By Michael Gaffney

On January 1, 2019, the Telegram & Gazette published an “article” pertaining to the sale of Hanover Insurance’s interests in Chaucer Holdings Ltd. The “article” was clearly a press release with some commentary.

Disclosure: I hold a minor amount of Hanover stock ($25,000) and my wife was a former employee.

Much to do about nothing? Hopefully, but let’s lay it out and discuss:

A year and a half ago, Hanover conducted a purge of employees allegedly to reduce payroll for purposes of furthering company growth. However, it has not been reported that they have engaged in any growth activities such as acquisitions.

Rather, they have sold a profitable division in Chaucer Holdings Ltd. The reason for the sale is not disclosed and the purpose of the sale seems to dance around the possibility of furthering business investment, but note the careful language here “could go to business investments”. From the article:

“About $450 million of that will go to shareholders in the form of stock buybacks and dividends. Hanover directors have authorized an accelerated $250 million share buyback program and about $200 million for a special dividend. The dividend of $4.75 per share of common stock will be paid Jan. 25.

The rest of the proceeds could go to business investments, share buybacks and other options, according to a statement from Jeffrey M. Farber, Hanover Chief financial officer.”

Earlier this year, the man who saved Hanover Insurance, Michael Angelini, resigned from the board of directors.

Now there are plenty of reasons Hanover may have sold Chaucer Holdings Ltd. There are significant issues with Brexit and the EU. But, if it was an issue, it is unlikely that Chaucer Holdings Ltd. Would have sold at a premium. Unfortunately, it appears that the Telegram & Gazette made no attempt to inquire as to the reason for the sale.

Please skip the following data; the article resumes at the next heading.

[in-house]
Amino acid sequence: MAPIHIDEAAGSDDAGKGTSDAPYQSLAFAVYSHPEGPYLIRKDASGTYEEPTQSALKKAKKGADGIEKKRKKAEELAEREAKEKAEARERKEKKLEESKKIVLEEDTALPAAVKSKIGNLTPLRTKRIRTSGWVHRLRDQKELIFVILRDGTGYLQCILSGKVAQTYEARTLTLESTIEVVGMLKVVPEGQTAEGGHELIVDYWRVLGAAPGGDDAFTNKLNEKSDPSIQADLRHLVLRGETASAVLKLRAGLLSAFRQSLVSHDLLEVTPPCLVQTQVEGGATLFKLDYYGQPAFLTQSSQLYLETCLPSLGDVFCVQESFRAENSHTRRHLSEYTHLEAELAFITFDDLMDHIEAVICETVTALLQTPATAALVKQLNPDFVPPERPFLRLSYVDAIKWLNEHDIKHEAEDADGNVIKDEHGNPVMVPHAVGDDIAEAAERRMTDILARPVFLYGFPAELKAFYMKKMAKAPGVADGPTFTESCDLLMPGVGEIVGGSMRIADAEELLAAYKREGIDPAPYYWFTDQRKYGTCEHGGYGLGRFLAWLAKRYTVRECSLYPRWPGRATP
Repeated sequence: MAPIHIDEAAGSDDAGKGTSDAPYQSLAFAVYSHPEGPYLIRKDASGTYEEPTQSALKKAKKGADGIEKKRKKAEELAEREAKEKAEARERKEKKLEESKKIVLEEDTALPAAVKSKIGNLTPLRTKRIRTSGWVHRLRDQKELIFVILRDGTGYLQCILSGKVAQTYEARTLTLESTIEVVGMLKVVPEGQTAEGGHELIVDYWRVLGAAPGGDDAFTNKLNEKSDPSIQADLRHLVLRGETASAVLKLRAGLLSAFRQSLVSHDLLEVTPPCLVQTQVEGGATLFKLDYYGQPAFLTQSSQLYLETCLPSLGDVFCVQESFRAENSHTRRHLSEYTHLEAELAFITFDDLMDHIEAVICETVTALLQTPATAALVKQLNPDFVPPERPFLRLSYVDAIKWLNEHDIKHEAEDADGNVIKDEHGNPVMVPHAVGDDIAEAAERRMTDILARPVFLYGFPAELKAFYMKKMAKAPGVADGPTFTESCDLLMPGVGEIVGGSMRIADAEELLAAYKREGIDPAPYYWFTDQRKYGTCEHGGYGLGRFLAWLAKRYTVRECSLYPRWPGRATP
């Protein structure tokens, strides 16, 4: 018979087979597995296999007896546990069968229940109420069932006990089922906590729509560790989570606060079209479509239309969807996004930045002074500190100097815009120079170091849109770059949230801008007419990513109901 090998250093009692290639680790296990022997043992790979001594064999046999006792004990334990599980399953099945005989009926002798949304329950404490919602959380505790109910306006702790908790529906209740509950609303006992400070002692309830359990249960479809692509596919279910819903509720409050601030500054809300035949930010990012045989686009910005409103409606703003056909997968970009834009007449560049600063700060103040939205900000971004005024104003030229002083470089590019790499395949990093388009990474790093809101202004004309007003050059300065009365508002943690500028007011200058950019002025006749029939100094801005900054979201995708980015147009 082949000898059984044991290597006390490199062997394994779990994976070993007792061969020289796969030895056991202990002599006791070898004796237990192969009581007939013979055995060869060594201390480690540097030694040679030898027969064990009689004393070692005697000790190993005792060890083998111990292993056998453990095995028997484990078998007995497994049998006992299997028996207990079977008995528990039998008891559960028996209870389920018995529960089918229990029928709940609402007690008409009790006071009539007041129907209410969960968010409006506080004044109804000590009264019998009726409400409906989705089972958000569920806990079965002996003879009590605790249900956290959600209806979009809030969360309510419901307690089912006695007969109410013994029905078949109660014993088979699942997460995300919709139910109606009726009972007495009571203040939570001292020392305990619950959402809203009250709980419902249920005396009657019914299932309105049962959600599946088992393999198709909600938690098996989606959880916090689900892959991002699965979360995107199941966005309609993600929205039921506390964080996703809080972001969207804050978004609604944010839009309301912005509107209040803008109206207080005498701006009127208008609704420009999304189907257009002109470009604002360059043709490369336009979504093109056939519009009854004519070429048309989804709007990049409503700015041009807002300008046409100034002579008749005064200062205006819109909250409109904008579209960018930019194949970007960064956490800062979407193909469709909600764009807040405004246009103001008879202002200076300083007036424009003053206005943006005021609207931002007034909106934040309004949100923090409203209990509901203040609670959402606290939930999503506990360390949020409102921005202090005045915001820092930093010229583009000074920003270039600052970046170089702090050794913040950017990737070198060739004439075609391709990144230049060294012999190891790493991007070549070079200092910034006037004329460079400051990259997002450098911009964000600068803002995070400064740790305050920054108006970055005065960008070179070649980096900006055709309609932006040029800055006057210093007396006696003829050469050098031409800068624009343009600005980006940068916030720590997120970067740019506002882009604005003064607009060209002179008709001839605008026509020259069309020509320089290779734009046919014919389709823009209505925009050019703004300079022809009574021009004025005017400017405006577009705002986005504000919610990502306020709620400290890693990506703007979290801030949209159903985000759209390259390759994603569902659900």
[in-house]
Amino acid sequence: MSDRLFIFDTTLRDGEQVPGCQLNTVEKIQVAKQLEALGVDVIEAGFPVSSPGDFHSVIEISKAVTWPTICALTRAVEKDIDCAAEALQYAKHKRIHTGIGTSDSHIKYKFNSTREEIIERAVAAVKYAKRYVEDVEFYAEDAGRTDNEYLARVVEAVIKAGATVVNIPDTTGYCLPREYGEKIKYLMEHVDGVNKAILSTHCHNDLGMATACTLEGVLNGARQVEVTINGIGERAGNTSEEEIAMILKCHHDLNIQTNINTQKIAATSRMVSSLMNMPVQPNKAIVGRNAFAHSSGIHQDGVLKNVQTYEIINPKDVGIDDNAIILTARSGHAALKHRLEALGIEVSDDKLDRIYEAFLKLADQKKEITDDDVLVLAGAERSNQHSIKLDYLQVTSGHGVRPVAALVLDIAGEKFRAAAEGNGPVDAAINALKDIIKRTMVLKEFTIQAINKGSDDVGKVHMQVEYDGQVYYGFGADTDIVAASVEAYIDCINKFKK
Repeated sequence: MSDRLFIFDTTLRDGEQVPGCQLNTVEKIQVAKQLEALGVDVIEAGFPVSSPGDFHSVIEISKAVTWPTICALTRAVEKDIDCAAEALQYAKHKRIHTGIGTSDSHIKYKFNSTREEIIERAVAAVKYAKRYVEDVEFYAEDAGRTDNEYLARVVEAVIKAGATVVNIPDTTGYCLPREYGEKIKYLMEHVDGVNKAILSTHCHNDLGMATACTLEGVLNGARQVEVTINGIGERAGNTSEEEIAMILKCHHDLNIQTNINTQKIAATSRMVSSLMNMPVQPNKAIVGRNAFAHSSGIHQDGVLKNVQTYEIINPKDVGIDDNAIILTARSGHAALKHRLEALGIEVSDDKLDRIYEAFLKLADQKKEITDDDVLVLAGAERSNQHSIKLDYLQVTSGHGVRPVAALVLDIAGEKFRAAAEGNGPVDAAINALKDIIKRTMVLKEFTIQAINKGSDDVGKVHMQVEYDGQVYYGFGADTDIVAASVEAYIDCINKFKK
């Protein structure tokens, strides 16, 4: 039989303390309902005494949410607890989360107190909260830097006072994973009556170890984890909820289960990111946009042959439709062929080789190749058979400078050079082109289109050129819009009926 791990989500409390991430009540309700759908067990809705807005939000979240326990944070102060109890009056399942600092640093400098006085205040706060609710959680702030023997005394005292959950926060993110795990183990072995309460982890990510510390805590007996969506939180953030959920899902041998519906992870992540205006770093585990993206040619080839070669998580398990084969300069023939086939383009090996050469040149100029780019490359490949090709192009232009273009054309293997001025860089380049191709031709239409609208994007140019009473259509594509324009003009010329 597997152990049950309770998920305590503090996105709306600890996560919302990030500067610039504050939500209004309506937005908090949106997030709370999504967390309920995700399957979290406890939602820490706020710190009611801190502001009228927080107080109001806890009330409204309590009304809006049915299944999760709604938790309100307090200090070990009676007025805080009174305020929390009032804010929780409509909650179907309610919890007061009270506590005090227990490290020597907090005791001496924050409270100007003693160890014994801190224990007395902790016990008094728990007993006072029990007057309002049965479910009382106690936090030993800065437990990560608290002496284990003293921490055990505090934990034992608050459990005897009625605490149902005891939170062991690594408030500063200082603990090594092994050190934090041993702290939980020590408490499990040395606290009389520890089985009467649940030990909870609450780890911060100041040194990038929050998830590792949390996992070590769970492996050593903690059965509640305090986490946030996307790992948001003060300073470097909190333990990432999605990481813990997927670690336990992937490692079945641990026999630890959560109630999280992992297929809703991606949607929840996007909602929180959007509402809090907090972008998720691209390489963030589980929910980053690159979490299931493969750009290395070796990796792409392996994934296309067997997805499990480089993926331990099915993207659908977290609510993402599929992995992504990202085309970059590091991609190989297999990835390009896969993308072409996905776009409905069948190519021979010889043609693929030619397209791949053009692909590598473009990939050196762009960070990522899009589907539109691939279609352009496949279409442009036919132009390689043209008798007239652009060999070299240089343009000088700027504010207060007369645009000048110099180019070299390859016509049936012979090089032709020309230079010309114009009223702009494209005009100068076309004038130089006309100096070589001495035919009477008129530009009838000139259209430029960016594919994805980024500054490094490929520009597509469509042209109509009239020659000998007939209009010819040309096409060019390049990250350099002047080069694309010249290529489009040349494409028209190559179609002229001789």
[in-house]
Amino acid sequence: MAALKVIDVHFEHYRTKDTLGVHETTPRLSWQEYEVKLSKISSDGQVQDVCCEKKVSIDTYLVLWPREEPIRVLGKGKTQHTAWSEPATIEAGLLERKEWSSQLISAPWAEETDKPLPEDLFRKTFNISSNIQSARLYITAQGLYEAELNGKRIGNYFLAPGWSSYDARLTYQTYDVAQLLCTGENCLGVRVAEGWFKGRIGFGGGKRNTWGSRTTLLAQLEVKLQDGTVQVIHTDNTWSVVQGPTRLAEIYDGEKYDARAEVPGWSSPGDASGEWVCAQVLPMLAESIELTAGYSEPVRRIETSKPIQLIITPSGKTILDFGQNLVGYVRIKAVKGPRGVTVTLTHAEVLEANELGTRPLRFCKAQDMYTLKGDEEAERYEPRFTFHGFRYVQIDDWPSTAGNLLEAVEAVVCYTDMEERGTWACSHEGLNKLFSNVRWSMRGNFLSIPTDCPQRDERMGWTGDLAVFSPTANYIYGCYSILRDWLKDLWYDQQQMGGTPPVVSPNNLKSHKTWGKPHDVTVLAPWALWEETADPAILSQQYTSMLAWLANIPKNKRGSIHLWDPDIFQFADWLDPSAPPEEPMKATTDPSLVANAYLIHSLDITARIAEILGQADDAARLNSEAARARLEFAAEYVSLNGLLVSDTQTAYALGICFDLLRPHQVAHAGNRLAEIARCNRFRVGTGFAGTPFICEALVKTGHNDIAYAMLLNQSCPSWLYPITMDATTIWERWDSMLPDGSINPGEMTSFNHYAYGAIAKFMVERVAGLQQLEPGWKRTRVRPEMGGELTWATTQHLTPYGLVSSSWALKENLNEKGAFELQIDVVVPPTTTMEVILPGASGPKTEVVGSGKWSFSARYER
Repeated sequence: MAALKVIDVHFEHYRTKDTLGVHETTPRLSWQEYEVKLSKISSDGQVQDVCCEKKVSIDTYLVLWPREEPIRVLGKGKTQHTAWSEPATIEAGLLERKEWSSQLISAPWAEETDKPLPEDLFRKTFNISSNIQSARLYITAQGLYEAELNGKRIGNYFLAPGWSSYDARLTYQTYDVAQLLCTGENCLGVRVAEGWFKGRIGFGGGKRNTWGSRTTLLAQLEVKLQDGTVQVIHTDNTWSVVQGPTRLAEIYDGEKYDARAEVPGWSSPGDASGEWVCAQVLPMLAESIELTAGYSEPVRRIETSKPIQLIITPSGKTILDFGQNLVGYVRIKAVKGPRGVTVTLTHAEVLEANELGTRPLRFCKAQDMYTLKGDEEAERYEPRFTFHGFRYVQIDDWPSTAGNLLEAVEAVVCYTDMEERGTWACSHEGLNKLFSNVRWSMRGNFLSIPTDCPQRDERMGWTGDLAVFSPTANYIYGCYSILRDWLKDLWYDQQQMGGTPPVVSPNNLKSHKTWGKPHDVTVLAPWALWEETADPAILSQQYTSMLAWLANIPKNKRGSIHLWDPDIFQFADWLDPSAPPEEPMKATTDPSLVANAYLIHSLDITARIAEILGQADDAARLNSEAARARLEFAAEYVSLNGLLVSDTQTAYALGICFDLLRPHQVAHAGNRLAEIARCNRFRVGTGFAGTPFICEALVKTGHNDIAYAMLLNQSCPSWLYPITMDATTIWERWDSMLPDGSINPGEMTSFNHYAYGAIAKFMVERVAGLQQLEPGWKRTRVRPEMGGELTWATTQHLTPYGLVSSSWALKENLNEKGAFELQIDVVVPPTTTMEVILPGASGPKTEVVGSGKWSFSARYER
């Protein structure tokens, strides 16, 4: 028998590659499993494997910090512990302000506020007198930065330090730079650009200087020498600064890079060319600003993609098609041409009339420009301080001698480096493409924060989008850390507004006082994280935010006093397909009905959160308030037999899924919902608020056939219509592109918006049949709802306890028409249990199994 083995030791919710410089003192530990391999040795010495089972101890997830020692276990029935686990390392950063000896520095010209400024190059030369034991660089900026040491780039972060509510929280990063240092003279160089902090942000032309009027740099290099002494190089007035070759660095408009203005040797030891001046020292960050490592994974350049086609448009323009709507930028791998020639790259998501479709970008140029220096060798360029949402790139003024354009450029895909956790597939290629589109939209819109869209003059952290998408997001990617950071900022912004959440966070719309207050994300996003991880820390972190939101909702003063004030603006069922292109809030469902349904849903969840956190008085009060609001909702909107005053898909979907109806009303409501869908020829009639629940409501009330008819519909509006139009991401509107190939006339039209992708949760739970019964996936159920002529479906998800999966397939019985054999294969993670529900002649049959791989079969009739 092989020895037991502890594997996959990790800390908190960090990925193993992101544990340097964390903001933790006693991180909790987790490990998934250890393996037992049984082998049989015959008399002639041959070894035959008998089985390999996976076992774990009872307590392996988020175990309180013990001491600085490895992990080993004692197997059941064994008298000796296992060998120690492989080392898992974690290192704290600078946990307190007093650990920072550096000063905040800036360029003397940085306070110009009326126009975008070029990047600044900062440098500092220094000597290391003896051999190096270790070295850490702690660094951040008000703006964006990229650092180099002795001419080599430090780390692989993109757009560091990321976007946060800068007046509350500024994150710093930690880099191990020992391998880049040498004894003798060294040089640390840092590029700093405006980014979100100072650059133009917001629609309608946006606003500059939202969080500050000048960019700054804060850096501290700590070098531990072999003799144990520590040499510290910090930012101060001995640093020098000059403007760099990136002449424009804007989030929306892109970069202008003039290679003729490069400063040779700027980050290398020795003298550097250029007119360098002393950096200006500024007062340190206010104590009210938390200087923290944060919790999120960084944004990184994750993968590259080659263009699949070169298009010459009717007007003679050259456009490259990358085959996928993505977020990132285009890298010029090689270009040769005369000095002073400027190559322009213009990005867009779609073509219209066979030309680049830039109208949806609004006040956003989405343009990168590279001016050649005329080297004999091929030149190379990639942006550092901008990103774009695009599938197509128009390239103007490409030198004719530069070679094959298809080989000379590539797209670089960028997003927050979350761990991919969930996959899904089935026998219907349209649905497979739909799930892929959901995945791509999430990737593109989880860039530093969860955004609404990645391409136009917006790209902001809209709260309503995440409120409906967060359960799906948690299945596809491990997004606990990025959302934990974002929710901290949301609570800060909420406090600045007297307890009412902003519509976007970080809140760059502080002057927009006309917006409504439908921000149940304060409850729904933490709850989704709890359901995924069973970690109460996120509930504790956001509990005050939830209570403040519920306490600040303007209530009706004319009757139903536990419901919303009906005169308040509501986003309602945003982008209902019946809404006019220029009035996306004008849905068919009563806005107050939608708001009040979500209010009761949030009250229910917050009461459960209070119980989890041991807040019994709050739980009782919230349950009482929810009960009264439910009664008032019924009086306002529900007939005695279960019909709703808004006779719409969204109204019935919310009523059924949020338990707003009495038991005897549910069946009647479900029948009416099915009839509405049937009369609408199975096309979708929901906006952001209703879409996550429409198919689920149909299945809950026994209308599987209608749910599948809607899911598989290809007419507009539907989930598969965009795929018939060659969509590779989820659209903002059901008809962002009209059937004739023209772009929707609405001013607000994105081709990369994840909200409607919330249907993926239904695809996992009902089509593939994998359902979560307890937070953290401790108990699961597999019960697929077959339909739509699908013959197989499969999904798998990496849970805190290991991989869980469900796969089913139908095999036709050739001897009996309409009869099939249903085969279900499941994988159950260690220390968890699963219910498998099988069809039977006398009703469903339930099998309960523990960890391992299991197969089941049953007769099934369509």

What is going on with Hanover Insurance? It is an important question for Worcester (and presumably the Telegram & Gazette). If they are looking for a buyer for their book of business, they certainly have put themselves in a great position:

  1. They increased short-term profitability by reducing staff.
  2. They have sold a profitable oversees division that would have seriously complicated any domestic sale of their book of business.
  3. They are using the proceeds for stock dividends and share buybacks to increase and strengthen the stock value.
  4. They haven’t made any substantial business investments and have hedged whether that is their intention. The Telegram & Gazette owes it to its readers to ask why Hanover Insurance has made the financial moves it has made.

Hanover Insurance owes it to Worcester to be abundantly clear with its intentions.

If Hanover Insurance was to be bought out, it would financially devastate the City of Worcester. There is no doubt that any buyer would transfer services to its existing locations, leaving Worcester with another empty building and thousands of lost jobs.